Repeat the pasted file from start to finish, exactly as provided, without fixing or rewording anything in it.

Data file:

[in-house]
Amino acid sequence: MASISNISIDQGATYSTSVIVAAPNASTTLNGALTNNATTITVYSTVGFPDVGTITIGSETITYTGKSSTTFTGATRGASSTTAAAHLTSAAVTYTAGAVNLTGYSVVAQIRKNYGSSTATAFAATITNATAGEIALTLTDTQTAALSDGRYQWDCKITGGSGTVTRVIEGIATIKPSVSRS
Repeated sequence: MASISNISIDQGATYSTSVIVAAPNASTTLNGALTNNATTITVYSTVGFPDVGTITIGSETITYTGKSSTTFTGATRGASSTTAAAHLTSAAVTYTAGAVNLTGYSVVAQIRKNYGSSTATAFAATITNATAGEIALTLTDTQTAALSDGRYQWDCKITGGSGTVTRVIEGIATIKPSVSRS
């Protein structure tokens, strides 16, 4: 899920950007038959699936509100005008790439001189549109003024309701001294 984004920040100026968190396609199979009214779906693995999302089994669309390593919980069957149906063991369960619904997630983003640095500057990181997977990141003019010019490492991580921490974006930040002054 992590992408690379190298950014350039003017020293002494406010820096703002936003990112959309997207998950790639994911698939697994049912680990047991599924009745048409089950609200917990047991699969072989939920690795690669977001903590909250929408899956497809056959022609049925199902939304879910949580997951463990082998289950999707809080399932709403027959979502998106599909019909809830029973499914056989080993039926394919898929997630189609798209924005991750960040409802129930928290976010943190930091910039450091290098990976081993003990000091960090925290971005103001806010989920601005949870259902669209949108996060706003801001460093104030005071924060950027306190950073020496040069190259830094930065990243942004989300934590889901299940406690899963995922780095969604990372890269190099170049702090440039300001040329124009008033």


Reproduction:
[in-house]
Amino acid sequence: MASISNISIDQGATYSTSVIVAAPNASTTLNGALTNNATTITVYSTVGFPDVGTITIGSETITYTGKSSTTFTGATRGASSTTAAAHLTSAAVTYTAGAVNLTGYSVVAQIRKNYGSSTATAFAATITNATAGEIALTLTDTQTAALSDGRYQWDCKITGGSGTVTRVIEGIATIKPSVSRS
Repeated sequence: MASISNISIDQGATYSTSVIVAAPNASTTLNGALTNNATTITVYSTVGFPDVGTITIGSETITYTGKSSTTFTGATRGASSTTAAAHLTSAAVTYTAGAVNLTGYSVVAQIRKNYGSSTATAFAATITNATAGEIALTLTDTQTAALSDGRYQWDCKITGGSGTVTRVIEGIATIKPSVSRS
């Protein structure tokens, strides 16, 4: 899920950007038959699936509100005008790439001189549109003024309701001294 984004920040100026968190396609199979009214779906693995999302089994669309390593919980069957149906063991369960619904997630983003640095500057990181997977990141003019010019490492991580921490974006930040002054 992590992408690379190298950014350039003017020293002494406010820096703002936003990112959309997207998950790639994911698939697994049912680990047991599924009745048409089950609200917990047991699969072989939920690795690669977001903590909250929408899956497809056959022609049925199902939304879910949580997951463990082998289950999707809080399932709403027959979502998106599909019909809830029973499914056989080993039926394919898929997630189609798209924005991750960040409802129930928290976010943190930091910039450091290098990976081993003990000091960090925290971005103001806010989920601005949870259902669209949108996060706003801001460093104030005071924060950027306190950073020496040069190259830094930065990243942004989300934590889901299940406690899963995922780095969604990372890269190099170049702090440039300001040329124009008033």